The minimum support price that is provided for a select number of staple crops is, therefore, being projected to have reached the "maximum" limits, as a result of which agricultural commodities are priced out in the international market. The support price for wheat and rice has, therefore, been frozen at last year's level. There is no economic rationale for freezing the farm support prices. The Government has been misled to believe that the higher procurement prices are the culprit when it comes to farm commodity exports. The international prices for agricultural commodities are low because of the huge agricultural subsidies that North America, European Union and, for that matter, the other OECD countries provide their farmers. The more the subsidies, the more the price slump in the international market. Artificially low global prices, therefore, are not the real criteria to measure the competitiveness of Indian produce.

The competitiveness of Indian agriculture has to be seen in the context of its cost of cultivation. This too is being wrongly measured, comparing with the subsidised prices that western farmers are being given. The flaw is clearly evident.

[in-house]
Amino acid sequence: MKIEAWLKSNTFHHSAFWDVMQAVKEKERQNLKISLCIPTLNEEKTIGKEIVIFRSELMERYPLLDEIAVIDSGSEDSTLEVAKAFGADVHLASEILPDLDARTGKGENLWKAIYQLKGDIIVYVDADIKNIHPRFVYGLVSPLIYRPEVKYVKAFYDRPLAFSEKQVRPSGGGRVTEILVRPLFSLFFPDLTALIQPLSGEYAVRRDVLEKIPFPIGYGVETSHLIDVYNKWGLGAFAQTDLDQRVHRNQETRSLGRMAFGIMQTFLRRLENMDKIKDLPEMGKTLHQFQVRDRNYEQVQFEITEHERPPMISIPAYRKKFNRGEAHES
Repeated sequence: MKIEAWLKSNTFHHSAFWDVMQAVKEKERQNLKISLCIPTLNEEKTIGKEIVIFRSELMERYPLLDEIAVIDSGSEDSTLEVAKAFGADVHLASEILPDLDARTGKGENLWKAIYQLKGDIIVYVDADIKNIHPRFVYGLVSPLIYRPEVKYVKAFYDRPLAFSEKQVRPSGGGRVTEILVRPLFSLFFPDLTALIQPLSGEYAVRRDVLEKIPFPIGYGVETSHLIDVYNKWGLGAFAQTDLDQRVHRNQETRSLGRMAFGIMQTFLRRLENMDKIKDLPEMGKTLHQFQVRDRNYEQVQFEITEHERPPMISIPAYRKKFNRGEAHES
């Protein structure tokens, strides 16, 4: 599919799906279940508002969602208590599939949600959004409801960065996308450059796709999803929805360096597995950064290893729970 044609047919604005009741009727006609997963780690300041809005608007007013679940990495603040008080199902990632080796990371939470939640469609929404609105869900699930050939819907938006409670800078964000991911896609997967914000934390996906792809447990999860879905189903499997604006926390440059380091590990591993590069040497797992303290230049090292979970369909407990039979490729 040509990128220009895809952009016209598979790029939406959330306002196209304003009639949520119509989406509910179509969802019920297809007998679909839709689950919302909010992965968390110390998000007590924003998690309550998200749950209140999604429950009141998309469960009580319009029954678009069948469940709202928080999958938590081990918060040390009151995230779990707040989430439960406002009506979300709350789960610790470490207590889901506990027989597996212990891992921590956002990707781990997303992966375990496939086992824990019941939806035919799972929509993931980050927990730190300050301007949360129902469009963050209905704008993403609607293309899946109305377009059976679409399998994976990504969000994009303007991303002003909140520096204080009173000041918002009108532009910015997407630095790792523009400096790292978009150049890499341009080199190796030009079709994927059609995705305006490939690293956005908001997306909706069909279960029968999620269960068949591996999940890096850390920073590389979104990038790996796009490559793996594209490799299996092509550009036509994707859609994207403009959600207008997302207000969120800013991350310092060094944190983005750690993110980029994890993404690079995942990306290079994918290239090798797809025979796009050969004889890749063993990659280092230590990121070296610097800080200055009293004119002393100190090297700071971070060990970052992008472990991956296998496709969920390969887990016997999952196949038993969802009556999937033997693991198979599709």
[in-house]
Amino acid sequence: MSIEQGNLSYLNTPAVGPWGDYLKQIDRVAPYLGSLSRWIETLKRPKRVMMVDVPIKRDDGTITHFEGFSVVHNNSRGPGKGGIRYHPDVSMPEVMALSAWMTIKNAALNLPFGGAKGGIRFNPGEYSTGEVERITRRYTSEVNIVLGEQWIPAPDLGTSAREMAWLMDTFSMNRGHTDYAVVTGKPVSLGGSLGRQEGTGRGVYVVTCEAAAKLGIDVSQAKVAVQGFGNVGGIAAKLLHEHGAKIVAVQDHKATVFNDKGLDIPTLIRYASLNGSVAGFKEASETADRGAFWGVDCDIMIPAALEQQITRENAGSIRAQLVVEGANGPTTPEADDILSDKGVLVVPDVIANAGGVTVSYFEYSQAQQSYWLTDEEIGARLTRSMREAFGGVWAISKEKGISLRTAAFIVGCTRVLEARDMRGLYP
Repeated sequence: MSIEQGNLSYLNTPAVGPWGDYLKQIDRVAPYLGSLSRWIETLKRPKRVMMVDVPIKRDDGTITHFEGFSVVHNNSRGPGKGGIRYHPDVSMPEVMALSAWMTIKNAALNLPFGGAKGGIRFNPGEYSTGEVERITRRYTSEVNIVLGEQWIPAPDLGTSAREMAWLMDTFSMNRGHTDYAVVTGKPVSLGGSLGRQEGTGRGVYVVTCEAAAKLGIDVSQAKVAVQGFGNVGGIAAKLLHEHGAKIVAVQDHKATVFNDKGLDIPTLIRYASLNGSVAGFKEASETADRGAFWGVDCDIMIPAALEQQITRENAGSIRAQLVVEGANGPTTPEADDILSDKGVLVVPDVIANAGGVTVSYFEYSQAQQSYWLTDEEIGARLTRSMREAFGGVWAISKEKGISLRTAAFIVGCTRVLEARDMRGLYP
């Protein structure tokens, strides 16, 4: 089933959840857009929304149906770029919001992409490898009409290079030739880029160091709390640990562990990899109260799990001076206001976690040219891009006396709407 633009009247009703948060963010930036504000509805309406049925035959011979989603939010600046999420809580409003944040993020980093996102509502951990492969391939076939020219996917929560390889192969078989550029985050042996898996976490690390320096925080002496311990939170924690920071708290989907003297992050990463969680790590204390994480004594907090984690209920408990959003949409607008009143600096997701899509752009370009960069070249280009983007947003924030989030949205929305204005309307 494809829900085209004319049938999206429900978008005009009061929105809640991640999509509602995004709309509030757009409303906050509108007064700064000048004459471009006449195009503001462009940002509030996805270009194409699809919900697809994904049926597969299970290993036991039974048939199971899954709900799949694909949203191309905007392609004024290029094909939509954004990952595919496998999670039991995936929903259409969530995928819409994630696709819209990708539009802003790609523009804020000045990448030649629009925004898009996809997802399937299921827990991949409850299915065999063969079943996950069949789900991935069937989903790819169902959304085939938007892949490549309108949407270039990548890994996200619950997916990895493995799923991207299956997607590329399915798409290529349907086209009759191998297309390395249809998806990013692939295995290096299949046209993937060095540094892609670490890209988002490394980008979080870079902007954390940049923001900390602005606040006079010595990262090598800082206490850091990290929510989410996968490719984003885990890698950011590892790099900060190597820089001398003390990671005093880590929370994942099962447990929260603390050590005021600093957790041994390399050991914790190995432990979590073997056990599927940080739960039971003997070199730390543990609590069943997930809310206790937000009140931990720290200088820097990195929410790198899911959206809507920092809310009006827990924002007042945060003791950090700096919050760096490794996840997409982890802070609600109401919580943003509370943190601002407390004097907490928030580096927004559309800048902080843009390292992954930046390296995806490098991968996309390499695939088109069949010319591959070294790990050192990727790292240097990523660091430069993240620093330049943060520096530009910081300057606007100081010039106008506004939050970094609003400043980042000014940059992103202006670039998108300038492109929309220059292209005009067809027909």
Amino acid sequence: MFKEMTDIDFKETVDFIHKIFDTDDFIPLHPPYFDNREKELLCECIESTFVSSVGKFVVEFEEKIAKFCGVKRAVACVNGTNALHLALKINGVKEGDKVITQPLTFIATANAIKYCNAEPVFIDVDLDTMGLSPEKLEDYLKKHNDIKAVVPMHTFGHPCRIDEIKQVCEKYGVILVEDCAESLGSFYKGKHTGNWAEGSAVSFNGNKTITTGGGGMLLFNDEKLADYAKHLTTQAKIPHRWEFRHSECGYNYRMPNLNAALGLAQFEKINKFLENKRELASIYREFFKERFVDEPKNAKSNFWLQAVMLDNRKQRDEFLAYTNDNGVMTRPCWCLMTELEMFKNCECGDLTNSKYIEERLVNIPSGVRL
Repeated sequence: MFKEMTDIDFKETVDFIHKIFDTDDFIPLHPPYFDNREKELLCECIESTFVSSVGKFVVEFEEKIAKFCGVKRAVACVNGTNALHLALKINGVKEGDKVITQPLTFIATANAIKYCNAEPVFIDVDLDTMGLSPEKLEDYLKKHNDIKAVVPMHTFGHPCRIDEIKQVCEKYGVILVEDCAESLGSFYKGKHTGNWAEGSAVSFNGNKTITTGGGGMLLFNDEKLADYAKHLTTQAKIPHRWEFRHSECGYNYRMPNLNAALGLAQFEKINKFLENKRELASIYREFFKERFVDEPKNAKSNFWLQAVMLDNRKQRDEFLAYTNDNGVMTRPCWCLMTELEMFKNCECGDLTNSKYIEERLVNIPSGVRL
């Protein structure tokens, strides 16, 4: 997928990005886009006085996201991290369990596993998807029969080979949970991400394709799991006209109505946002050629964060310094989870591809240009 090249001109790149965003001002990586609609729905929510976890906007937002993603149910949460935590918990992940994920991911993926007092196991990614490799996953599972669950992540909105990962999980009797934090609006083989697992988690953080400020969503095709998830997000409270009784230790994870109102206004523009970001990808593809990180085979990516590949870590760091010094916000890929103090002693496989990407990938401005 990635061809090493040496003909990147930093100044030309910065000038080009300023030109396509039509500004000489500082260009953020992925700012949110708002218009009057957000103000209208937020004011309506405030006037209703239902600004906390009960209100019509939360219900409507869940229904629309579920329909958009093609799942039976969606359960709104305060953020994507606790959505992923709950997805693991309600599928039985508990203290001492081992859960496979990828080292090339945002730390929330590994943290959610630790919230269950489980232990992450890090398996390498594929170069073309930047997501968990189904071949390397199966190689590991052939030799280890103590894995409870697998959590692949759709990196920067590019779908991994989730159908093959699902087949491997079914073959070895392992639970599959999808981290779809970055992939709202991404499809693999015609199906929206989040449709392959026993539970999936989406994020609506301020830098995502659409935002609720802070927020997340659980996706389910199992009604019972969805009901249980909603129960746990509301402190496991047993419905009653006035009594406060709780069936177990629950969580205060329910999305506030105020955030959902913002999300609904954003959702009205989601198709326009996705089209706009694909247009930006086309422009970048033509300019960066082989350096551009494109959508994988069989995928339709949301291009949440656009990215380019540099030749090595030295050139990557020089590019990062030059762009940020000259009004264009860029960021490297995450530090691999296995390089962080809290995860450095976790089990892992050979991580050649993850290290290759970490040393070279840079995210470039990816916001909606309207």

Let us work out the cost of producing one kilo of wheat in North America with that in India. Even with the huge farm size that North America is known for, the cost of production is several times more than what the Indian farmer on an average has.

There is, therefore, no justification in depriving the Indian farmers of their legitimate source of income. Not paying the farmers a higher price does have a negative impact on the rural economy, which does get transferred as more food insecurity.

In reality, the government has been taking refuge under the garb of increasing fiscal deficit so as to deprive the farmers of a higher crop price. Last year, the Ministry of Agriculture proposed a hike of Rs 30 per quintal for wheat. The Finance Ministry turned down the proposal saying that the price hike would bring an additional burden of Rs 300 crore on the state exchequer.

Ironically, fiscal deficit has never been the consideration when the government doles out massive funds for the telecom industry, the IT industry or the new sunrise industry — biotechnology.

Agriculture, the mainstay of the Indian economy, which essentially is responsible for the higher economic trajectory, is the most neglected. Neglecting agriculture has resulted in increasing joblessness and, thereby, greater food insecurity.

The negative terms of trade against agriculture have to be turned around if the country is keen to emerge from the hunger and poverty trap. It is time the 600 million farmers too begin to "feel good". The resulting domino effect will be electrifying.

(The author is a New Delhi-based food and trade policy analyst. Responses can be sent to dsharma@ndf.vsnl.net.in)